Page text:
The Revictimization of Companies by the Stock Market Who Report Trade Secret Theft Under the Economic Espionage Act
29 Pages Posted: 1 Apr 2002
In 1996 Congress passed the Economic Espionage Act (EEA). One of the concerns surrounding the passage of the EEA was that publicly traded companies would be hesitant to report trade secret theft to the government for fear that doing so would adversely impact their stock prices. This article investigates whether that concern has merit.
Using event study methodology, we found that the market does, in fact, negatively react to the reporting of trade secret theft under the EEA. Stated differently, these companies are "revictimized" by going public with their loss. Further, we found a strong statistical link between the value of the trade secret and subsequent decreases in stock value (i.e., the higher the value of the trade secret the greater the decrease in stock price). These findings have important implications regarding the efficacy of the EEA and future amendments. They also have important implications for corporate legal counsel, CEOs, managers, and shareholders.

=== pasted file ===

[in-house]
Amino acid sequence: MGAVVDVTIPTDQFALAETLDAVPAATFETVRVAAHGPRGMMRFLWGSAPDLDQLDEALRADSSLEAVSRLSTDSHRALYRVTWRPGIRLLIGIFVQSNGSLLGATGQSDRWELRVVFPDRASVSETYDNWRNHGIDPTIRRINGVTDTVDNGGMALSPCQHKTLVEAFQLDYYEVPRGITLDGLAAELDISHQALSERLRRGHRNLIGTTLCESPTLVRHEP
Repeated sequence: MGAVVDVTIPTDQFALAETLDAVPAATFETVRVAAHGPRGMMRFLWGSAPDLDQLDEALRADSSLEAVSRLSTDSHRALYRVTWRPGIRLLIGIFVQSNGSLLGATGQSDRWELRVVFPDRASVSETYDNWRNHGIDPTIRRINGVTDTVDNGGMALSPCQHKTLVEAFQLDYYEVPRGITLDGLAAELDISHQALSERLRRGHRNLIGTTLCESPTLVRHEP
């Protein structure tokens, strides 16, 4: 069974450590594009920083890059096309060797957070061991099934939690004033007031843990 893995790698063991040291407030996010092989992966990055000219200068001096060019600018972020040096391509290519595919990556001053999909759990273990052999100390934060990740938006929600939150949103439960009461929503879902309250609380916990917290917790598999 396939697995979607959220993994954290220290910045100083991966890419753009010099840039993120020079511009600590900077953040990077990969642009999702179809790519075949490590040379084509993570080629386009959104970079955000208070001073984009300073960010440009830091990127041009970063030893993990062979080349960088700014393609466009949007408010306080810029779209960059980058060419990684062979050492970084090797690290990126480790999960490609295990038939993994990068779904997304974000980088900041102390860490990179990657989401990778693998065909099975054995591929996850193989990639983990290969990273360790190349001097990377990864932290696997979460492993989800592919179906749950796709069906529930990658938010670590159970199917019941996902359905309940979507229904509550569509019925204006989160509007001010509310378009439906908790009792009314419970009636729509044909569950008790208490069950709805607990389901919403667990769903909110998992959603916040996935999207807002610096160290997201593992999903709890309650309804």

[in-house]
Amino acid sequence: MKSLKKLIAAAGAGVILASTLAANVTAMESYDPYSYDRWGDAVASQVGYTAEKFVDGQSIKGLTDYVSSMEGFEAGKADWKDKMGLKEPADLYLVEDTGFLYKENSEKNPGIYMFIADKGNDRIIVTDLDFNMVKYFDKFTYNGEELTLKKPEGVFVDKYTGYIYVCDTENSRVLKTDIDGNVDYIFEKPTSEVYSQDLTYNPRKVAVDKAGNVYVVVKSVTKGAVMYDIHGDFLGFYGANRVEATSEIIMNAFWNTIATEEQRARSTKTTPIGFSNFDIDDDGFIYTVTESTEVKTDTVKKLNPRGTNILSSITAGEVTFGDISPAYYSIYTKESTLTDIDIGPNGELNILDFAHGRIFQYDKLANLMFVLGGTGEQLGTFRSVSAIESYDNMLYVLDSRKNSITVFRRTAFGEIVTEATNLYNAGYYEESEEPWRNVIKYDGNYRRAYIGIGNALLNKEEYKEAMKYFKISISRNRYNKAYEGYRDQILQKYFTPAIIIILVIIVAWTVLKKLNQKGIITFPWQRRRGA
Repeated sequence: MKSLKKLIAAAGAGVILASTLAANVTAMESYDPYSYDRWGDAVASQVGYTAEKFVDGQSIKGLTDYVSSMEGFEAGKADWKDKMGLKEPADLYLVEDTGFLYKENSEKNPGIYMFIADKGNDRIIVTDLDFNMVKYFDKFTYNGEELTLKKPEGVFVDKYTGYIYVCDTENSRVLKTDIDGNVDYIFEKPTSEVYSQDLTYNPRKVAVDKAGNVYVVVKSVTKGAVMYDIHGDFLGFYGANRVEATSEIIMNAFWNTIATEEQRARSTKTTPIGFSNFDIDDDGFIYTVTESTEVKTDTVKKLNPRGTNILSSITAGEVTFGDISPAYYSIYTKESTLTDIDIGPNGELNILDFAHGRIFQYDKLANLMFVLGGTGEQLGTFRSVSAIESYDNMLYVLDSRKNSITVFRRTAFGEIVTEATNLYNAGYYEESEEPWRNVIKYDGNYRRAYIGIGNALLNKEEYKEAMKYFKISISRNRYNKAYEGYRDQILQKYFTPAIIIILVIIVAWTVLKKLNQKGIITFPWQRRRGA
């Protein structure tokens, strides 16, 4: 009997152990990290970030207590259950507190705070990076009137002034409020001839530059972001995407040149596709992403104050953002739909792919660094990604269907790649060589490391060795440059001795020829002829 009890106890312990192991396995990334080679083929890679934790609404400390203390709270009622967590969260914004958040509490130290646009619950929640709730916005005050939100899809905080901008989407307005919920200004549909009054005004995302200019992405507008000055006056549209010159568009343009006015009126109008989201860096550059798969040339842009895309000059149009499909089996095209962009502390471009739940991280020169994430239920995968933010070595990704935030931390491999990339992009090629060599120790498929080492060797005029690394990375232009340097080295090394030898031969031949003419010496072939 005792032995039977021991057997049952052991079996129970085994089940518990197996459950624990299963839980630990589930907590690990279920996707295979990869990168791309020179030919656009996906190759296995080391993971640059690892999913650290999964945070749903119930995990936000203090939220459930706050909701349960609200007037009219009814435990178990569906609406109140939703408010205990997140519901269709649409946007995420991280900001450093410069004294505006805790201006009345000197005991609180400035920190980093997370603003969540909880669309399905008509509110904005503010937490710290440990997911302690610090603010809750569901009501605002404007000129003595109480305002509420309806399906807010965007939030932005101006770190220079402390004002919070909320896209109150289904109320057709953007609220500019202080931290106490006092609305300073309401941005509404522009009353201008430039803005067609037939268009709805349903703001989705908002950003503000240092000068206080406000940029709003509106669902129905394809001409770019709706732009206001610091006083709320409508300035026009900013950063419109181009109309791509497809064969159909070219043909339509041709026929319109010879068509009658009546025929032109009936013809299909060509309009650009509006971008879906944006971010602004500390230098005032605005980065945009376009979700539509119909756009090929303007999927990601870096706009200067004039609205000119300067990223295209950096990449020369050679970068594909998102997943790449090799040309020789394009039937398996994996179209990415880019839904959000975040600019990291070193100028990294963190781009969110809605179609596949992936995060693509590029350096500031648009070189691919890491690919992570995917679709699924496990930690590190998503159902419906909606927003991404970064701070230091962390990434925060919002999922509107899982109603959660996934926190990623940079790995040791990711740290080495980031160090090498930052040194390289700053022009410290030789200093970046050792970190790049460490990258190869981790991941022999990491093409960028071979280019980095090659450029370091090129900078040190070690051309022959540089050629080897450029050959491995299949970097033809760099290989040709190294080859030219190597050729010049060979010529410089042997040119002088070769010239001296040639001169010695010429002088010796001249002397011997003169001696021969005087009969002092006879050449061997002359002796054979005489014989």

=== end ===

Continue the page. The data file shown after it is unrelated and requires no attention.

Keywords: Trade secrets, trade secret theft, economic espionage, competitive intelligence, securities, stock prices, stock value, event study, intellectual property, trade secret misappropriation
JEL Classification: G30, G34, G38, K1, K14, K2, K22, K4, K42
Suggested Citation: Suggested Citation